Guide to Adulting: Applying for scholarships and financial aid

Bree Soule, Online Editor-in-Chief

On average, it costs approximately $25,362 to attend any 4-year institution, as reported by the Education Data Initiative. While this may be a doable price for some families, it is out of the realm of possibility for others. Students who can’t afford to pay such a large price for college may rely on scholarships and grants to help further their education while not going into debt. Lucky for these students, thousands of dollars are available through scholarships and federal aid, making an unattainable price tag attainable.

As stated by the Federal Student Aid website, “Scholarships are gifts. They don’t need to be repaid. There are thousands of them, offered by schools, employers, individuals, private companies, nonprofits, communities, religious groups and professional and social organizations.”

Websites used to find these scholarships may include the following: SallieMae, ScholarshipOwl and Fastweb. Through these websites, students will mainly find national scholarships which may range from academic scholarships to a scholarship for having a dog. No matter the amount of money, students should apply for all scholarships possible as the amount may add up the more they win.

“Generally speaking, applying for scholarships is a worthwhile investment of time,” Counselor Craig Golembiewski said. “No, you will not always win a scholarship every time that you apply for one.  However, even if you earn a smaller scholarship of $250 or $500 after submitting several applications, how many hours would you have to work (minimum wage) to make that amount of money? I am fairly certain you won’t spend nearly that amount of time completing and submitting your scholarship applications.”

The Fenton local scholarship application will be available to seniors in early March. Because these are local, a smaller number of graduates will be applying. This may provide students with a high chance of winning a local scholarship rather than a national one. Another resource for locating scholarships include the Fenton High webpage in the counseling section where there is a list of scholarships available for students to apply to.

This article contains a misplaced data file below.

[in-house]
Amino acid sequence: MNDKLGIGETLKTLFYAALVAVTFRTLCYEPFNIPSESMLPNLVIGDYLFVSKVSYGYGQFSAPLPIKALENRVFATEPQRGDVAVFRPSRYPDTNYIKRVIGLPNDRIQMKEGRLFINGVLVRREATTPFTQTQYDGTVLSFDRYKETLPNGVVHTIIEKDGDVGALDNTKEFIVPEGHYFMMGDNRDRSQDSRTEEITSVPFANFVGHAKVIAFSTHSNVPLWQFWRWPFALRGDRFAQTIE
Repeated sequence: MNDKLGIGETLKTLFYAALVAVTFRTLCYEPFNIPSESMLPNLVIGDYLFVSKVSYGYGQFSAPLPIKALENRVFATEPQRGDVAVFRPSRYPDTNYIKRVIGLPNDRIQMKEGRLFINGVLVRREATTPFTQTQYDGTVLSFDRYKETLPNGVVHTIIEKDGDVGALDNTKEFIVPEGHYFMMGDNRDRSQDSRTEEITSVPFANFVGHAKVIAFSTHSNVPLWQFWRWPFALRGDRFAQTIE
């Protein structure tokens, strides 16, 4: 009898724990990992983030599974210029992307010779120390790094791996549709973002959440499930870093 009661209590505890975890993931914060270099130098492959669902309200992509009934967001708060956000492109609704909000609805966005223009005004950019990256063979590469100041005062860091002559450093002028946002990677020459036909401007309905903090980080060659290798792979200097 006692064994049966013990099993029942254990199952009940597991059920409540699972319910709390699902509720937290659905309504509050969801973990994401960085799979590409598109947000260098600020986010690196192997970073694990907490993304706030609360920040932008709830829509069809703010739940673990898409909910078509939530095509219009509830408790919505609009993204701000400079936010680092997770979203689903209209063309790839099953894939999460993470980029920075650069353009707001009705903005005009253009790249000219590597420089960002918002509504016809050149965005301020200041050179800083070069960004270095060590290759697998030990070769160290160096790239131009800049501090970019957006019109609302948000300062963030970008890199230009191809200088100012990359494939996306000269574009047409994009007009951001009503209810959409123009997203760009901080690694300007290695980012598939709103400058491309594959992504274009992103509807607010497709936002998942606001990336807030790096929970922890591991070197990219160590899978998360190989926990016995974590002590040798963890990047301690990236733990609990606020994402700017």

To apply for grants and scholarships at a university, a student will most likely have to fill out financial aid forms as reported by Collegeboard. The Free Application for Federal Student Aid (FAFSA) is available to all students. This is money a student will receive from the government to help pay for college expenses. 

One of the first scholarships you should look at are the ones offered to incoming freshmen at the college you’re planning to attend.

Typically, there are automatic merit scholarships, as well as competitive scholarships,” Golembiewski said. “Sometimes, there are scholarships for getting admitted to the Honors College. There may also be the ability to apply for internal scholarships after you get admitted to the college. After you have exhausted scholarship opportunities from your college, then focus on the scholarships offered at your high school (Fenton local scholarships) or those that are in your local geographical area. At Fenton High, the Counseling Office maintains a ‘Counseling Office Scholarship List,’ which does include many local/regional scholarships.”

For more information on scholarships, contact one of the Fenton High counselors or research on the websites listed above.